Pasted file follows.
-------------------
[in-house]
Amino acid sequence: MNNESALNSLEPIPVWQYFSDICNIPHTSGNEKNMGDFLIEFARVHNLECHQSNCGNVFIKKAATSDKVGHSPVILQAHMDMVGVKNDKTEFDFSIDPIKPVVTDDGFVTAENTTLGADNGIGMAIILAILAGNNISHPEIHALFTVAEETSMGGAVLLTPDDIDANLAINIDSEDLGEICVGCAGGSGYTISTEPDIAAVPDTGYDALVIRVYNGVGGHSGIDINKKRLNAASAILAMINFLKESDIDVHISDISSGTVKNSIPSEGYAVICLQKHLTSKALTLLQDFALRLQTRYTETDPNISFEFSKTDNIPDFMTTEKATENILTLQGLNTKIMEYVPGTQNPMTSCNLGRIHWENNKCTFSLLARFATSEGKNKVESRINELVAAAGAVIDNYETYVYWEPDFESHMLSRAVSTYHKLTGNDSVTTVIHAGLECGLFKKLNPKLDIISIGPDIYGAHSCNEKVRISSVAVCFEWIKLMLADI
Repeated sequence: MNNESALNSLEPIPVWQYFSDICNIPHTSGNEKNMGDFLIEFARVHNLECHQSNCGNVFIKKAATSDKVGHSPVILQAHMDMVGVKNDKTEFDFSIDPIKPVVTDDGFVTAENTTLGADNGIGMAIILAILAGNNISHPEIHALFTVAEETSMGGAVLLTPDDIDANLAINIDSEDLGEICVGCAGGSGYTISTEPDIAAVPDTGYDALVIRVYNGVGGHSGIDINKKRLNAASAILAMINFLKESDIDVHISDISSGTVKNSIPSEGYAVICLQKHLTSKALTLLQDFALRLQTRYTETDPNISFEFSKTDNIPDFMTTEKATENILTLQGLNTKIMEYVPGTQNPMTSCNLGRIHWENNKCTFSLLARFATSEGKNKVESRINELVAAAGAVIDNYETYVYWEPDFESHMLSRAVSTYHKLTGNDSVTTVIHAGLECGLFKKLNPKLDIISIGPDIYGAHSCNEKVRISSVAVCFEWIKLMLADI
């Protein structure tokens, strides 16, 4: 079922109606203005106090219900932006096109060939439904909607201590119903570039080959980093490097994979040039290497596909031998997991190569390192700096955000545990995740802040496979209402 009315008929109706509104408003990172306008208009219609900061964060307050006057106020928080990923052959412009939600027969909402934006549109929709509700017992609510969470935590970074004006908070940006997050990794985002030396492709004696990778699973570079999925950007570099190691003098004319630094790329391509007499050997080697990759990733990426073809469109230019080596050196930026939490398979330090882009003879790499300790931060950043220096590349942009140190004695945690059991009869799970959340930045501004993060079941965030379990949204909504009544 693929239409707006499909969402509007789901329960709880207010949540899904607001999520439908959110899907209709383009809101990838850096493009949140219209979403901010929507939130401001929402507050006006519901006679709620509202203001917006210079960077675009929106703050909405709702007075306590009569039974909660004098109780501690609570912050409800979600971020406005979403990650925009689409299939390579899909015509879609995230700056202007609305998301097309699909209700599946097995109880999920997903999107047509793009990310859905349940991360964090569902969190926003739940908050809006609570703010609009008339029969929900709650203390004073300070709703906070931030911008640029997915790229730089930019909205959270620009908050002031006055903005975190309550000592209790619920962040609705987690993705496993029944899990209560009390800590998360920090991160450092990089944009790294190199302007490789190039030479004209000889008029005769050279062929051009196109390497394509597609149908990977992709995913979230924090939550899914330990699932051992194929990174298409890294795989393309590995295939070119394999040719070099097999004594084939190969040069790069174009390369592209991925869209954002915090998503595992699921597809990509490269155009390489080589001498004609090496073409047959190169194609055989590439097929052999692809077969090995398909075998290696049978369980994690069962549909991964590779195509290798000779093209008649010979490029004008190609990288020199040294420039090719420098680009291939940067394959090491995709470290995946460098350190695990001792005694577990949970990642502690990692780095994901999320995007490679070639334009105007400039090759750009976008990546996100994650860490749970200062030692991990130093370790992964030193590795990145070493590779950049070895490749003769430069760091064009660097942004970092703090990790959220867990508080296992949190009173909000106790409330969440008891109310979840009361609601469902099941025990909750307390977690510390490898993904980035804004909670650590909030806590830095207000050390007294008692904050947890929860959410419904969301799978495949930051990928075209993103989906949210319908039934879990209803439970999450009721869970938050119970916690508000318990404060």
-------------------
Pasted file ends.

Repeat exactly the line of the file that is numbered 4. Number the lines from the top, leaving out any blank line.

């Protein structure tokens, strides 16, 4: 079922109606203005106090219900932006096109060939439904909607201590119903570039080959980093490097994979040039290497596909031998997991190569390192700096955000545990995740802040496979209402 009315008929109706509104408003990172306008208009219609900061964060307050006057106020928080990923052959412009939600027969909402934006549109929709509700017992609510969470935590970074004006908070940006997050990794985002030396492709004696990778699973570079999925950007570099190691003098004319630094790329391509007499050997080697990759990733990426073809469109230019080596050196930026939490398979330090882009003879790499300790931060950043220096590349942009140190004695945690059991009869799970959340930045501004993060079941965030379990949204909504009544 693929239409707006499909969402509007789901329960709880207010949540899904607001999520439908959110899907209709383009809101990838850096493009949140219209979403901010929507939130401001929402507050006006519901006679709620509202203001917006210079960077675009929106703050909405709702007075306590009569039974909660004098109780501690609570912050409800979600971020406005979403990650925009689409299939390579899909015509879609995230700056202007609305998301097309699909209700599946097995109880999920997903999107047509793009990310859905349940991360964090569902969190926003739940908050809006609570703010609009008339029969929900709650203390004073300070709703906070931030911008640029997915790229730089930019909205959270620009908050002031006055903005975190309550000592209790619920962040609705987690993705496993029944899990209560009390800590998360920090991160450092990089944009790294190199302007490789190039030479004209000889008029005769050279062929051009196109390497394509597609149908990977992709995913979230924090939550899914330990699932051992194929990174298409890294795989393309590995295939070119394999040719070099097999004594084939190969040069790069174009390369592209991925869209954002915090998503595992699921597809990509490269155009390489080589001498004609090496073409047959190169194609055989590439097929052999692809077969090995398909075998290696049978369980994690069962549909991964590779195509290798000779093209008649010979490029004008190609990288020199040294420039090719420098680009291939940067394959090491995709470290995946460098350190695990001792005694577990949970990642502690990692780095994901999320995007490679070639334009105007400039090759750009976008990546996100994650860490749970200062030692991990130093370790992964030193590795990145070493590779950049070895490749003769430069760091064009660097942004970092703090990790959220867990508080296992949190009173909000106790409330969440008891109310979840009361609601469902099941025990909750307390977690510390490898993904980035804004909670650590909030806590830095207000050390007294008692904050947890929860959410419904969301799978495949930051990928075209993103989906949210319908039934879990209803439970999450009721869970938050119970916690508000318990404060």